Visit to TERI

On our last day in India, we visited TERI(Tata Energy Research Institute) university, located in the south of New Delhi. TERI, is a research institute established in 1974, and its focus fields are energy, environment and sustainable development. The Institute’s Director General is Dr. R.K. Pachauri, who is also the chairman of the Intergovernmental Panel on Climate Change that won the Nobel Peace Prize in 2007.

Before we head to TERI University, we had chance to visit TERI RETREAT and take a walk around beautiful trail and garden. I really enjoyed relaxing time of being out of honking while being around green that I had not had during the trip. After 30 minutes of introduction of TERI and its green buildings, we explored different parts of the site in order to study how TERI facilities are designed to be self-sufficient in terms of power supply and also to study the technologies that the institution develops. The facilities in TERI RETREAT use process that is environmentally friendly and resource-efficient throughout the life-cycle of the facilities. TERI RETREAT consists of a residential training facility for executives and research laboratories of various fields regarding environment and sustainability.

Our tour started with the residential complex. The building uses bio mass gasifier as the power source. The building faces south to maximize sun light gain and has solar panels on the roof, the energy from which is used to heat up water. The building maintains its room temperature at 20 °C in winter, 28 °C in summer through circulating underground air from 4 meters below as the temperature of underground air is around 26 °C all year around. The facility can save around 40% of energy with this air conditioning system compared to conventional way. The waste water management system cleans waste water from toilets and kitchens by using reed plants. The way that the complex utilizes plants and air conditioning system to minimize energy consumption was very impressive, and I was surprised by that fact that India ranked second globally for green building in terms of square feet after U.S because my first impression of India was far from ‘green’ after seeing loads of trash and untreated sewage every corner and breathing in polluted air in Chennai and New Delhi.

(Check out the news from The Hindu Business Line if you are interested in. http://www.thehindubusinessline.com/industry-and-economy/economy/article3296791.ece?homepage=true&ref=wl_home)

Although it will be challenging to adopt the technologies used in the TERI complex in urban areas with limited space and dense population, I became more optimistic about environment in India after this tour.

After exploring residential complex, we moved to bio mass gasifier site as well as laboratories of oil zapper. Oil Zapper is basically bacterial strains that suck up oils and convert them into water and CO2. The product can be widely applied for oil refinery sites and oil splits caused by accidents. The product interested me because Korea had a massive oil spilt in Taean County in 2007. At that time, more than 1.8 million volunteer workers cleaned every stone in the beach by hands. Although effective microorganism products were used after much of work had been done by hands, it might have taken shorter time to revitalize the area if products like Oil Zapper had been applied in the earlier point.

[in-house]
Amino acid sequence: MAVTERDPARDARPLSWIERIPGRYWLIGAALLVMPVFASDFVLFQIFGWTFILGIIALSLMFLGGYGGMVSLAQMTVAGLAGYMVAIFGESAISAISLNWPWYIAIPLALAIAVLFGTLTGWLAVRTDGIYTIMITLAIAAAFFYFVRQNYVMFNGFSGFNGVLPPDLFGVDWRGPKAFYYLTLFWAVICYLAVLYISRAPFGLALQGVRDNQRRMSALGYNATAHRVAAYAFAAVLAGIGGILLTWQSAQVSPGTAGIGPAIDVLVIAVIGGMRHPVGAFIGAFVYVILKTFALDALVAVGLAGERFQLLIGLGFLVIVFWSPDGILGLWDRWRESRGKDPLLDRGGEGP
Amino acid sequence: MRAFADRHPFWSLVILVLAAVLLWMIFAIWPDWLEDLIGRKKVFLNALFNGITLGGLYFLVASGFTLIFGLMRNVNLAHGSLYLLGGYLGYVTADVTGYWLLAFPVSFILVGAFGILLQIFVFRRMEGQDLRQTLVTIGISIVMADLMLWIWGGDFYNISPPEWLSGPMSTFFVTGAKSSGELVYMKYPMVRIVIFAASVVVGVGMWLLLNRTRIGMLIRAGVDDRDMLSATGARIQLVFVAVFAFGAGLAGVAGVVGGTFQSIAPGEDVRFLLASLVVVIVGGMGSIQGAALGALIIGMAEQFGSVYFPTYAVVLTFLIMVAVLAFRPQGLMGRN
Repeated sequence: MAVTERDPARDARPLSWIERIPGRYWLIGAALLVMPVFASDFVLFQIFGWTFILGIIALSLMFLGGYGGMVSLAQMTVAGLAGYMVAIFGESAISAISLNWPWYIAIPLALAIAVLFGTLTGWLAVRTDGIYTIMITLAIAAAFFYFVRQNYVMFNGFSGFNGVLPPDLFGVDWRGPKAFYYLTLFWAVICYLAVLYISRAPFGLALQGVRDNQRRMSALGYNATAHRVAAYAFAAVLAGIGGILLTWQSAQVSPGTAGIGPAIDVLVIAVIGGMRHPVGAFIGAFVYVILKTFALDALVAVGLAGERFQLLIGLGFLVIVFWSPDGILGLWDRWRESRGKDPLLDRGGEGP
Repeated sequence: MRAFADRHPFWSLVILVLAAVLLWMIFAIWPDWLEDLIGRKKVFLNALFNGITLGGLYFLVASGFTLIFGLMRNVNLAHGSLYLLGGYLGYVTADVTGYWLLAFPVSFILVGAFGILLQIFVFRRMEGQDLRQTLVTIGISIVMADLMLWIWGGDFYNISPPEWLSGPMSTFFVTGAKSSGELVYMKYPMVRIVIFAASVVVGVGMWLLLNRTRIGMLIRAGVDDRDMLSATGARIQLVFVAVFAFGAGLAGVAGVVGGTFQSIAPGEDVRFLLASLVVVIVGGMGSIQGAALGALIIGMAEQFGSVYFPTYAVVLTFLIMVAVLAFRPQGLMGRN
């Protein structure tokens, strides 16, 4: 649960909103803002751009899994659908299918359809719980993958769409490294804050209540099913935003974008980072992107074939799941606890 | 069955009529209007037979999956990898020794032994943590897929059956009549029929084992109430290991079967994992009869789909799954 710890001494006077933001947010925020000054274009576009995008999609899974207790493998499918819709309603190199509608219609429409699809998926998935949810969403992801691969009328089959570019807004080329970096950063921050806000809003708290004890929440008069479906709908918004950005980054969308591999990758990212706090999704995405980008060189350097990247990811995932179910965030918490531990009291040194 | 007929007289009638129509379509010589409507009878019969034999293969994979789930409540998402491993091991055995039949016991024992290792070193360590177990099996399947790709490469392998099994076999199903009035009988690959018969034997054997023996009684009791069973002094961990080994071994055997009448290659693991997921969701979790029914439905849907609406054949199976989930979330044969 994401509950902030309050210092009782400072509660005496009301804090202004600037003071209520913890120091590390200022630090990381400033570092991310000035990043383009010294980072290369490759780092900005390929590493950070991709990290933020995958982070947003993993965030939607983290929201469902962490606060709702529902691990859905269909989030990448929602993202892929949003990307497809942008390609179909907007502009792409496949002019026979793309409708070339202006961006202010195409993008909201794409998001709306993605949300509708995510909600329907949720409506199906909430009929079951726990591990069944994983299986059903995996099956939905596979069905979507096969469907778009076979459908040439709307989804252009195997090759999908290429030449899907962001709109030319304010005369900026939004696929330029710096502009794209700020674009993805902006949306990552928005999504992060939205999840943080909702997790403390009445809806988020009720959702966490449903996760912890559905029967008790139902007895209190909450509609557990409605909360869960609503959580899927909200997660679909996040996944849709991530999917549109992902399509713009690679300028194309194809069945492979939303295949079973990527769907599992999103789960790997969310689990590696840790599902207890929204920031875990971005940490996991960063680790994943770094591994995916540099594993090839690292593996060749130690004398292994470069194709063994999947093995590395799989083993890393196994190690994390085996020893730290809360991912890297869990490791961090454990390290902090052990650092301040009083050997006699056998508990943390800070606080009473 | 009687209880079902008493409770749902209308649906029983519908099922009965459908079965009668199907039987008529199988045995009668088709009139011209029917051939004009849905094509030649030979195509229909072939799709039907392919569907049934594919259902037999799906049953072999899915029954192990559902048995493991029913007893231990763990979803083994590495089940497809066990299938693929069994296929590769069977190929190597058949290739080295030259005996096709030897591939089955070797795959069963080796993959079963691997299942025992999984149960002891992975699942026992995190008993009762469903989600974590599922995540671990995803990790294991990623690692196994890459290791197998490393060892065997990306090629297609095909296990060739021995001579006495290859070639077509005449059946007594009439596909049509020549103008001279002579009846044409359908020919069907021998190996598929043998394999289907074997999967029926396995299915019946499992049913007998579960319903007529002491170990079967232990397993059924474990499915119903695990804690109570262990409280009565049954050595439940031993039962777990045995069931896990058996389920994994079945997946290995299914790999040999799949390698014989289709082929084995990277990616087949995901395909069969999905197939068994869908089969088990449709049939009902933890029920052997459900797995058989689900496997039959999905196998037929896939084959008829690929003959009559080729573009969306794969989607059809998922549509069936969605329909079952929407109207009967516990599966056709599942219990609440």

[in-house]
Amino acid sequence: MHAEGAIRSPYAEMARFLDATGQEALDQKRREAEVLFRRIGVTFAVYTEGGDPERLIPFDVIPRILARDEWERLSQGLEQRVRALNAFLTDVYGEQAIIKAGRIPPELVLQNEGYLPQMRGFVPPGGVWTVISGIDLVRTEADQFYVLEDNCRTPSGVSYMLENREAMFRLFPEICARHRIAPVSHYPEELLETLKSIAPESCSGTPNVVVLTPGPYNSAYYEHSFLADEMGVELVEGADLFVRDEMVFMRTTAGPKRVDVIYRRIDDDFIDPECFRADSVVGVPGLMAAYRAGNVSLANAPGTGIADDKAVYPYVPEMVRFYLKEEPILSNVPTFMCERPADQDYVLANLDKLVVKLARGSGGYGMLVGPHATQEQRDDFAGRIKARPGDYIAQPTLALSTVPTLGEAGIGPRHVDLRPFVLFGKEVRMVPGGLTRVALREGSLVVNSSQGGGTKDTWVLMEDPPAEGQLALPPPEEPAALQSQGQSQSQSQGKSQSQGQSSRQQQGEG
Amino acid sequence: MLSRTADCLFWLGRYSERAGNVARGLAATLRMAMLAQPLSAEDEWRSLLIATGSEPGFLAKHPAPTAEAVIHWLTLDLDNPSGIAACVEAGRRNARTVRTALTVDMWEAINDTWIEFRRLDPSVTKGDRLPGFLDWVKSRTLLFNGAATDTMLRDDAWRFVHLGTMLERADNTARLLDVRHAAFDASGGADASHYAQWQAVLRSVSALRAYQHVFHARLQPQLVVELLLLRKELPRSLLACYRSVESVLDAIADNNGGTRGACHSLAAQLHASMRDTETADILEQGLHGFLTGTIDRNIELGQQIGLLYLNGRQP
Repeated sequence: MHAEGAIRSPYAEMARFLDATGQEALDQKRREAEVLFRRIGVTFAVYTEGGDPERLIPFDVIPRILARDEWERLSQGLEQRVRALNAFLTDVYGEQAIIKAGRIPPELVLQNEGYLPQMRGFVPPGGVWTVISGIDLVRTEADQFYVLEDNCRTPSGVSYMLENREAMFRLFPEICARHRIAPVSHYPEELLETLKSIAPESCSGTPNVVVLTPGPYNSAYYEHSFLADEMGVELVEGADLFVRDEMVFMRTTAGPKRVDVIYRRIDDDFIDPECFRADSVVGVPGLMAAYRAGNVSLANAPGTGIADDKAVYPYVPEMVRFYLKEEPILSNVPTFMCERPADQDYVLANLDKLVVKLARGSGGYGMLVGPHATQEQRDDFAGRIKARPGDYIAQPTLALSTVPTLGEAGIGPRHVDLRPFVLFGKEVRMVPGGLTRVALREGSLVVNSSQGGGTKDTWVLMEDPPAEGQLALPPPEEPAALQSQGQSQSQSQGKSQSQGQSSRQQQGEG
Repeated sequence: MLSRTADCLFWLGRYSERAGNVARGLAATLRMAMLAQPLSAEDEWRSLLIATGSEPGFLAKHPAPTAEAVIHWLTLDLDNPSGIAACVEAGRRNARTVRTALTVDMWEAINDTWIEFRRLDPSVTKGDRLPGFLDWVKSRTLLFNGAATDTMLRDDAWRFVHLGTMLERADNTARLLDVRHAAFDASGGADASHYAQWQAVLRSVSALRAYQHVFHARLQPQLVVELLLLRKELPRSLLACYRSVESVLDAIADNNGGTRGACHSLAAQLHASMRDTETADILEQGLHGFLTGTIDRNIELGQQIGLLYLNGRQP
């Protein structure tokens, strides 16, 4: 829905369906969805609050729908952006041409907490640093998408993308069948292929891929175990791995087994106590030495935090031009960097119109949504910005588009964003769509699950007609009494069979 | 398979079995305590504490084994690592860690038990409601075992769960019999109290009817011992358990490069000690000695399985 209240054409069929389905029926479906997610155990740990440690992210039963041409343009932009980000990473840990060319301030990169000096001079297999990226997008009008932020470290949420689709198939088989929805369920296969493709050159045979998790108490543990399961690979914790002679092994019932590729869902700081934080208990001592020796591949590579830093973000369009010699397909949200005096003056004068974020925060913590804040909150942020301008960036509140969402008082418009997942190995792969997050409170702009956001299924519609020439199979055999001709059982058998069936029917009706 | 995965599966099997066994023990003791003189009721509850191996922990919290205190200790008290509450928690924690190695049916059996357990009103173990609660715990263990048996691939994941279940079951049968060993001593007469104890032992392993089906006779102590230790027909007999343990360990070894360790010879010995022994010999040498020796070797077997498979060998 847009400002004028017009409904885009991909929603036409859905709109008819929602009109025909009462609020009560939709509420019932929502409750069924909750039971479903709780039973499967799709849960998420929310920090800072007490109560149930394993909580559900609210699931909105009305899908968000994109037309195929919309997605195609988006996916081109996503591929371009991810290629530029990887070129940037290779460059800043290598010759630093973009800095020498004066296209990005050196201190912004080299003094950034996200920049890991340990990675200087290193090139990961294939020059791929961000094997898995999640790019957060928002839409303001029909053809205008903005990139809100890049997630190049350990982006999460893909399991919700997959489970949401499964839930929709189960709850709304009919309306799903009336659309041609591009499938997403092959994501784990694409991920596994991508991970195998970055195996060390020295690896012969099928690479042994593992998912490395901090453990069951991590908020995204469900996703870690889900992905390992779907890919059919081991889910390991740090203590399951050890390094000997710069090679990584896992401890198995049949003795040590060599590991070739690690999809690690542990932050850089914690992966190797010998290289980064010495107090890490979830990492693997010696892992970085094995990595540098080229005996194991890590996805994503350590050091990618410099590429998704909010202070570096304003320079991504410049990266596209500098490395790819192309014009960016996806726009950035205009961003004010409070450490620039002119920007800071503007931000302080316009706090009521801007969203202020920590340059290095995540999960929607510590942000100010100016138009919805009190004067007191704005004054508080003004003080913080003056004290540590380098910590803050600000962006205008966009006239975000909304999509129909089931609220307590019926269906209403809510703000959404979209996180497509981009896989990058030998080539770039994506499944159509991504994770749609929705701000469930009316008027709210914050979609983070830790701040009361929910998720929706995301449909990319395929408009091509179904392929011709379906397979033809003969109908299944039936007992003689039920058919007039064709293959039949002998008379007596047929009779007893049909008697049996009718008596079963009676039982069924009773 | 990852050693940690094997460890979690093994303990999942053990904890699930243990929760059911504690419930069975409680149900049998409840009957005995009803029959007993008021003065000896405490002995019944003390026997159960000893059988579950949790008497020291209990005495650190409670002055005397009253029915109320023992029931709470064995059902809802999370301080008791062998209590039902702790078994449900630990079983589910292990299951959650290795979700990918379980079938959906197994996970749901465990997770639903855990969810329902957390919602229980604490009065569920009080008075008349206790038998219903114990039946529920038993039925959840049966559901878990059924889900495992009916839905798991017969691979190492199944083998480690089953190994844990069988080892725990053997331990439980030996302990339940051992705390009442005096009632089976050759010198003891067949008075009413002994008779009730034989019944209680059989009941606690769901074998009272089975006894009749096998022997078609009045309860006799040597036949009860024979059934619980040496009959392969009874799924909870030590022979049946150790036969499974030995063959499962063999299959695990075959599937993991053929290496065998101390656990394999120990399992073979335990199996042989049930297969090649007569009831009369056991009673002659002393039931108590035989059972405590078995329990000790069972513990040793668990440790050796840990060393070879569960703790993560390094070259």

TERI showed me whole different story of India, green technology. We traveled to TERI university campus and wrapped up our visit by attending lectures given by Dr. R.K. Pachauri, Dr. Srivastava of TERI and Professor Sundaram regarding climate change and business.

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Categories: Delhi | Tags: , | 1 Comment

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One thought on “Visit to TERI

  1. mfriedman33

    Great post Sewon!

    I thought the most interesting part of the Teri visit was the student body itself. Teri filled a large classroom with students (50+ students) all pursuing their masters or a PhD in sustainability. They were all passionate and well informed on climate change and the impact of global warming and have decided to pursue a career tackling this very important issue. A noble cause indeed! In my travels across India since Teri I have noticed the remarkable amount of advertising spend by Indian companies regarding their green endeavors. While this does exist in the US, in India it is much more pronounced and is almost a sense of corporate pride. It is truly great to see.

    One particular interaction from Teri that stood out in my mind was during Professor Sundaram’s talk. A Teri student asked a very pointed question with an aggressive tone regarding the fact that the US is to blame for causing global warming through carbon consumption and their insistence of finding alternative sources of energy (which right now cost more than carbon) is a big impediment to India and other emerging economies. While the question is one that was asked before, I was very much surprised with the student’s pointed tone which definitely opened my eyes as to how other countries view the US.

    Furthermore, the professor’s response, while accurate, is a very hard to articulate and I am not sure he changed the student’s point of view. The professor responded that he was right, but that India must get over it and be the leader for change. That either pointing the finger at the US for their previous success or using it as an excuse to further pollute the climate only exacerbates the situation. That two wrongs don’t make a right. While I agree with the professor’s response, I wish there was a better answer or better way to articulate the message. I fear that simply asking for forgiveness and consenting behavior without change will only widen the divide between the US and the emerging world and not lead to cooperative globalization.

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